Marianne: The city where I grew up during the 1950’s, Bucharest, in Romania, was shadowed by another place, Czernowitz -- my parents’ native city that they had fled just a few years earlier. For my friends, and me all children of exiled Czernowitzers, this was our origin and, dare I say, our “home.” Although none of us had ever been there, its tastes, attitudes, and behaviors shaped us profoundly. And, strangely, the streets, buildings and natural surroundings of Czernowitz—its theaters, restaurants, parks, rivers and domestic settings, none of which I had ever myself seen, heard, or smelled—figure more strongly in my early memories and imagination than the sites and scenes of my own childhood in Bucharest. Some of these same places, however, were also the sites of my childhood nightmares of persecution, deportation, fear and terror. “I come from the war,” Eva Hoffman writes in Lost in Translation,” it is my true origin. But as with all our origins, I cannot grasp it.”
I felt like that too, but I thought I could grasp it – too much, even. Can you ever know too much about your parents’ lives before you were born? Czernowitz and the war were topics of daily conversation during my entire life with my parents. So much so that I felt saturated, inundated, squeezed out. The memories were contradictory. Nostalgic stories of a close-knit community of German-speaking Jews whose allegiance to Austro-German culture persisted stubbornly throughout Romanian rule in the interwar period – youth groups, hikes in the Carpathians, swimming in the Pruth river, political education, on my father’s side; school, theater, strolls through the city, cultural events, dancing, ice skating, on my mother’s. Traumatic stories of Soviet occupation, a Nazi ghetto, their evasion of deportation due to the intervention of a Romanian mayor who saved a third of the city’s Jews deemed “necessary for the city’s functioning.” The yellow star, curfews, further deportations, all evaded, another year of Soviet occupation, eventually their flight into Romania in 1945. The close calls, the split second decisions, I knew them all. Uninvited, my father would often ask over breakfast: “Do you know what happened 25 years ago today?” (Or 20, or 30, or 36). A long story would follow: The Russians came in, the Hitler Stalin pact was signed, the ghetto was formed, he was taken to forced labor, my mother’s sister was arrested, then released. I listened to these stories with half an ear, uncurious to know more, eager to move on to more pressing present concerns. The last thing I was ever planned to do is to work on Czernowitz.
What changed? The eighties, Claude Lanzmann’s Shoah and the attention now played to survivors and their testimonies. And the political story – 1989, the fall of the wall, the possibilities of travel to the former USSR. Also, the personal story. My parents’ aging, realizing we could still travel there together and that if we are to go, we’d better go sooner rather than later. And then the trip in 1998. Arriving in Chernivtsi, Ukraine, eager to see the places I had heard so much about, and realizing, with shock and dismay how little I actually knew. Highlights, certainly, but how did they fit together? I had absolutely no idea of how to get from here to there. My newfound engagement, and our collaborative book -- eight years of work and eight years of my life and Leo’s -emerged from this trip, and I would say from three essential aspects of it.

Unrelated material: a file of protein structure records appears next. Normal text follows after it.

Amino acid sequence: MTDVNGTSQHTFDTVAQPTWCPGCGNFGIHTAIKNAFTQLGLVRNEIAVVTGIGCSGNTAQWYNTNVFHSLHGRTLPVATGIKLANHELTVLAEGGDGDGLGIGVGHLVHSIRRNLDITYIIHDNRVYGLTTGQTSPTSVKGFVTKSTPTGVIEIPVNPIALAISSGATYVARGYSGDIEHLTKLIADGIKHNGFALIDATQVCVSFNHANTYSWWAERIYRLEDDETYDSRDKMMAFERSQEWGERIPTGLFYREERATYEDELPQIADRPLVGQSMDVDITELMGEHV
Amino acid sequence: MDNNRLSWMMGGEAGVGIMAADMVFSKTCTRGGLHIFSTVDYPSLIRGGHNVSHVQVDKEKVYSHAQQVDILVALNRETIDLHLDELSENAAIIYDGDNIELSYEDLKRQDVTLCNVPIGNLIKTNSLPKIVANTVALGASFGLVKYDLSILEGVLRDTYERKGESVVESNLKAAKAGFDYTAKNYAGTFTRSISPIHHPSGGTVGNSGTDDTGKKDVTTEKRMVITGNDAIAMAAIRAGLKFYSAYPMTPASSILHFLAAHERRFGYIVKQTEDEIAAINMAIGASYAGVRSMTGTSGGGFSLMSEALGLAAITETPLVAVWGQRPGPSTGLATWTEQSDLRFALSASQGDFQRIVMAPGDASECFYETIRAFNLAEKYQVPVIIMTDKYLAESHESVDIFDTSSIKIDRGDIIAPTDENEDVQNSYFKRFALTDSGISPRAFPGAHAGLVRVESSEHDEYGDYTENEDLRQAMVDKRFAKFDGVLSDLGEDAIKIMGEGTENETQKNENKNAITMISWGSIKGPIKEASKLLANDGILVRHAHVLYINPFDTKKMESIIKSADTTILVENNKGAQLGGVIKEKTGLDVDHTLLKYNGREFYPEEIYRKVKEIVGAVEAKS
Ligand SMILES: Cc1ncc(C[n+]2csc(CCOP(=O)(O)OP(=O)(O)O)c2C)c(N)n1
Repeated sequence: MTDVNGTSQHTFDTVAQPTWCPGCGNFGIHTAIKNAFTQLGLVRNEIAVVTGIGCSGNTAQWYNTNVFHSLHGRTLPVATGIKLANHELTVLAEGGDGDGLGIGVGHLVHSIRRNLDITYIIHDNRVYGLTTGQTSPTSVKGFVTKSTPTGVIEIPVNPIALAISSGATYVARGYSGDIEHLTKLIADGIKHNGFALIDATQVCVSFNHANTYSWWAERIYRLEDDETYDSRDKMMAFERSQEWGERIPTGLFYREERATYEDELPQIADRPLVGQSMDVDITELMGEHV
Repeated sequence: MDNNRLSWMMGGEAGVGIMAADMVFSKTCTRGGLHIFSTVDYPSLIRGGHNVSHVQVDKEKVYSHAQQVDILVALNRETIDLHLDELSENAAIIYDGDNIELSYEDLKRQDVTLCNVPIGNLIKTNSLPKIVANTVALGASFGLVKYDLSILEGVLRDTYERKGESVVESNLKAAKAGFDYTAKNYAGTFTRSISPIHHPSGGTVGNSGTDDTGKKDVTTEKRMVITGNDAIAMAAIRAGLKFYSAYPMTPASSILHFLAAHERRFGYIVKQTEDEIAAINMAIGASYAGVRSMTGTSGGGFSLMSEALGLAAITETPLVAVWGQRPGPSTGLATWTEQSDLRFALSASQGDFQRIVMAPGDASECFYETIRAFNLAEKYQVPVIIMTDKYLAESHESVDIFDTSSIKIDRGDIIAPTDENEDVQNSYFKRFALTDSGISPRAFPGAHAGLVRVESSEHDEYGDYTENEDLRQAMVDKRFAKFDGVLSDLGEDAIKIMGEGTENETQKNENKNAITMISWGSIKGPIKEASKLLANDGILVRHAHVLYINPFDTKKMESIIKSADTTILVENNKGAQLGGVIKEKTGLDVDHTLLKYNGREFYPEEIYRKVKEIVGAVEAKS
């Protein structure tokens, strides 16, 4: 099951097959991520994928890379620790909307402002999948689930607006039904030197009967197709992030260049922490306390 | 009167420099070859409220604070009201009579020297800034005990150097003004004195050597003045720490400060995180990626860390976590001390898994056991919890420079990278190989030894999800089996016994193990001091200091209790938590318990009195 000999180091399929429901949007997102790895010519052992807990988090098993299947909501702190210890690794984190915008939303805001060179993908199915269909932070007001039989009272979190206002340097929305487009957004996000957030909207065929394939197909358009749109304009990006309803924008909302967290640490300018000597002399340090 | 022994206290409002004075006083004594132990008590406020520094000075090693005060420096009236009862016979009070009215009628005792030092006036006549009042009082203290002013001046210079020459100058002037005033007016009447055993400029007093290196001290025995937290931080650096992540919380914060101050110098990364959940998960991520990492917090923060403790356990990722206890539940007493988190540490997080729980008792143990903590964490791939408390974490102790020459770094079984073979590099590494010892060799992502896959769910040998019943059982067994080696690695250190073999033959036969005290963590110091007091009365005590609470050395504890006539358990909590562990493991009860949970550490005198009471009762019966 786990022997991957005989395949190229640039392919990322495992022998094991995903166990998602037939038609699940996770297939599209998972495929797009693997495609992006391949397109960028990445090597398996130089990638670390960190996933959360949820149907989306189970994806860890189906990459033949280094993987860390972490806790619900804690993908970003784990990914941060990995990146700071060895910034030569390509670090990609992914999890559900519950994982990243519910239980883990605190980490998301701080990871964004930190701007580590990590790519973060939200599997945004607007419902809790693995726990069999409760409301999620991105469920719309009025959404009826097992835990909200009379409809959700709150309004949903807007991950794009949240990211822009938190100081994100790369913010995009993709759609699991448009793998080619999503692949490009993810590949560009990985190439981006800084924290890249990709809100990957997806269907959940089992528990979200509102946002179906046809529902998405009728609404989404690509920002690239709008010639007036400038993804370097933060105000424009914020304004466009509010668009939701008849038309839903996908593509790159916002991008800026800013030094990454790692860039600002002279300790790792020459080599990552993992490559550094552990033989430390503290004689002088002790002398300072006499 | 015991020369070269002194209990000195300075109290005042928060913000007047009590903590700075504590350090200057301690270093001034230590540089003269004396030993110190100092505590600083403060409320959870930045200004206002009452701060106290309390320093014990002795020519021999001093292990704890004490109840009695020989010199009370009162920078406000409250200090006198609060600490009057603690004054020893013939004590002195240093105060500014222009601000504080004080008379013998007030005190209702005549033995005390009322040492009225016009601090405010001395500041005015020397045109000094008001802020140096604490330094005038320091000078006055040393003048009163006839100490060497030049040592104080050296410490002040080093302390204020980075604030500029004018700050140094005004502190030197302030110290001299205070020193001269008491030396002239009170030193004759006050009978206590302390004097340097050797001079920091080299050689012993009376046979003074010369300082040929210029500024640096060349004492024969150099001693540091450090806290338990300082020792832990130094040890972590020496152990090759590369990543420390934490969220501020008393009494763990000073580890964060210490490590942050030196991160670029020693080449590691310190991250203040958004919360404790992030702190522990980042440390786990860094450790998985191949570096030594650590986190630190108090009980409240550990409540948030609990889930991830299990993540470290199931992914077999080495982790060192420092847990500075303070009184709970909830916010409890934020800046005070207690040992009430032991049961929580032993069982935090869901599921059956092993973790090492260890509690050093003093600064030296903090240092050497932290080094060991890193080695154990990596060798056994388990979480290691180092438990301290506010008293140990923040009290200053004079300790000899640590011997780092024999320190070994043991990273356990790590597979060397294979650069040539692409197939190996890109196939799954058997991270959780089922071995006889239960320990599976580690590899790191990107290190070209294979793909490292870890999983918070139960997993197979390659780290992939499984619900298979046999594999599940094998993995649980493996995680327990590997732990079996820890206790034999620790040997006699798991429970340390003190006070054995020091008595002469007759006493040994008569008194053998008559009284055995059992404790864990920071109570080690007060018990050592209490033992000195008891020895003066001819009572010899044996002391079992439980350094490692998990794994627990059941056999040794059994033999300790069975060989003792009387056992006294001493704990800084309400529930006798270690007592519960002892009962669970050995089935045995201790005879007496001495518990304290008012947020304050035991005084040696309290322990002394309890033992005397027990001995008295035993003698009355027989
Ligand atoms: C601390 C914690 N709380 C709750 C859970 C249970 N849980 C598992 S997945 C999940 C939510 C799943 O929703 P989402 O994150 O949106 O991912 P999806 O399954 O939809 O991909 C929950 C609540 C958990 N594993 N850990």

First, that startling revelation — that all those years, I had not really listened and that now, when I was ready to listen, the available witnesses were aging and fast disappearing. The realization of how passive my knowledge and how multifaceted and indeed hard to grasp the story actually is.
Second, I realized, that the power of my parents’ past to overshadow my own memories derived precisely from the layers—both positive and negative—that had been passed down to me, un-integrated, conflicting, fragmented, dispersed. How could nostalgia for the past and negative memories of anti-Semitic discrimination and persecution co-exist and be passed down over generations? The particular circumstances of Czernowitz, its Austro-Habsburg promise of emancipation and assimilation, and its Romanian, not German, rule during the Second World War provided an opportunity to study the coexistence of such radically contradictory memories. They needed to be untangled.
What also emerged, and this third point (perhaps more visible to me as a historian and the son-in-law accompanying Marianne and her parents) was the realization, on site, that the accounts we were hearing had numerous layers. It became clear to us that Carl and Lotte Hirsch’s story was only one of many that could and needed to be told about Jewish Czernowitz and the fate of Jewish Czernowitzers, during the war. Their narrative needed to be contextualized within a larger history. It was on site, moreover, that we became especially aware of how profoundly accounts of the past are shaped by the present – by the interaction between speaker and listener, and by the place and scene of narration.